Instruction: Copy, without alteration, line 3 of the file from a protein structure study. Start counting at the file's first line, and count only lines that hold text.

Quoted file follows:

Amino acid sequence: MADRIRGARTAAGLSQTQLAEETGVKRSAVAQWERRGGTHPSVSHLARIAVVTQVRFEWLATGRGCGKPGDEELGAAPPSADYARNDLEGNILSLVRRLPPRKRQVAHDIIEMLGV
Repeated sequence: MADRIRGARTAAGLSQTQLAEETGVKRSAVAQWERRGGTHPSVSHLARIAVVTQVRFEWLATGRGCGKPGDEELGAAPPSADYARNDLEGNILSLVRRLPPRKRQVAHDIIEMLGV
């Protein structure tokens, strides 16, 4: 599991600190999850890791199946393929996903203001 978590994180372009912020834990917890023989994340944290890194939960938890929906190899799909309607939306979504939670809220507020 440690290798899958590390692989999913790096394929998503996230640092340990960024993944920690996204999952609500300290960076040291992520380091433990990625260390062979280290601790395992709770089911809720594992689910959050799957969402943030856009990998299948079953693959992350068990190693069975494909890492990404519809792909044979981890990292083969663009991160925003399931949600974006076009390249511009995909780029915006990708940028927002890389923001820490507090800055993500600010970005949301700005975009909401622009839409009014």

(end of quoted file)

């Protein structure tokens, strides 16, 4: 599991600190999850890791199946393929996903203001 978590994180372009912020834990917890023989994340944290890194939960938890929906190899799909309607939306979504939670809220507020 440690290798899958590390692989999913790096394929998503996230640092340990960024993944920690996204999952609500300290960076040291992520380091433990990625260390062979280290601790395992709770089911809720594992689910959050799957969402943030856009990998299948079953693959992350068990190693069975494909890492990404519809792909044979981890990292083969663009991160925003399931949600974006076009390249511009995909780029915006990708940028927002890389923001820490507090800055993500600010970005949301700005975009909401622009839409009014």